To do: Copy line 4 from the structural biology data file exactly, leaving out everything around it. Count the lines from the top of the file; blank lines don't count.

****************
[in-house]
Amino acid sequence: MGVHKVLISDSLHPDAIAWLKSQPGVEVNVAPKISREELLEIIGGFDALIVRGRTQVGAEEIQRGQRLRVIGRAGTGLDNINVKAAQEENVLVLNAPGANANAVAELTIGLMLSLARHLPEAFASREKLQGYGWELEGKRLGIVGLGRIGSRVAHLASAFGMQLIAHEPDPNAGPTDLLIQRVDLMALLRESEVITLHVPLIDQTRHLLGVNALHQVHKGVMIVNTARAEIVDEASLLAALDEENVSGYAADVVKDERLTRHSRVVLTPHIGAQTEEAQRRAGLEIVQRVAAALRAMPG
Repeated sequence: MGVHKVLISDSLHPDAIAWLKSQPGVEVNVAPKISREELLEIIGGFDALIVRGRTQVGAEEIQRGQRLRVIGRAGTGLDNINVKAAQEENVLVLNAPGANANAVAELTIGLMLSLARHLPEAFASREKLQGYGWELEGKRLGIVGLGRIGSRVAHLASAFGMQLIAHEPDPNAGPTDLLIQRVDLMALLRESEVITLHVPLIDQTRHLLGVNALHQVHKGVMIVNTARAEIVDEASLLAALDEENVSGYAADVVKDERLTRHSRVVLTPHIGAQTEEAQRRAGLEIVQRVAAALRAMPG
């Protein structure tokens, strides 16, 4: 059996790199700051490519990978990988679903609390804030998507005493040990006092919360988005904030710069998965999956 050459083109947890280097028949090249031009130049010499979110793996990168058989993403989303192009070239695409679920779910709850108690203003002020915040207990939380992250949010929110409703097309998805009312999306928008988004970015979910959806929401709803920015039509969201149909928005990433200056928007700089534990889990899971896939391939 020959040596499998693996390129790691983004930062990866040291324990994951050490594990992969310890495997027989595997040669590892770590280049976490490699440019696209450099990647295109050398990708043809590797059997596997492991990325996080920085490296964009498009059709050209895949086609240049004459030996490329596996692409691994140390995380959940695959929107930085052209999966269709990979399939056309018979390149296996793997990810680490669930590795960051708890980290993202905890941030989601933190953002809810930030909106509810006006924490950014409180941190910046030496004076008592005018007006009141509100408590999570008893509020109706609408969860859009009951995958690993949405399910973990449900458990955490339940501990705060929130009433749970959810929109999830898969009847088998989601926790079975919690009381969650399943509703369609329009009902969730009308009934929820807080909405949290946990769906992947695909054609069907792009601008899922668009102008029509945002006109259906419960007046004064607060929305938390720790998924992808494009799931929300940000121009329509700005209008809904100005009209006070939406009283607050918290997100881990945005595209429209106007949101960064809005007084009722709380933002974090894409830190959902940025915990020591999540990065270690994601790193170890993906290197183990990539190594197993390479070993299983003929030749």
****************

């Protein structure tokens, strides 16, 4: 059996790199700051490519990978990988679903609390804030998507005493040990006092919360988005904030710069998965999956 050459083109947890280097028949090249031009130049010499979110793996990168058989993403989303192009070239695409679920779910709850108690203003002020915040207990939380992250949010929110409703097309998805009312999306928008988004970015979910959806929401709803920015039509969201149909928005990433200056928007700089534990889990899971896939391939 020959040596499998693996390129790691983004930062990866040291324990994951050490594990992969310890495997027989595997040669590892770590280049976490490699440019696209450099990647295109050398990708043809590797059997596997492991990325996080920085490296964009498009059709050209895949086609240049004459030996490329596996692409691994140390995380959940695959929107930085052209999966269709990979399939056309018979390149296996793997990810680490669930590795960051708890980290993202905890941030989601933190953002809810930030909106509810006006924490950014409180941190910046030496004076008592005018007006009141509100408590999570008893509020109706609408969860859009009951995958690993949405399910973990449900458990955490339940501990705060929130009433749970959810929109999830898969009847088998989601926790079975919690009381969650399943509703369609329009009902969730009308009934929820807080909405949290946990769906992947695909054609069907792009601008899922668009102008029509945002006109259906419960007046004064607060929305938390720790998924992808494009799931929300940000121009329509700005209008809904100005009209006070939406009283607050918290997100881990945005595209429209106007949101960064809005007084009722709380933002974090894409830190959902940025915990020591999540990065270690994601790193170890993906290197183990990539190594197993390479070993299983003929030749």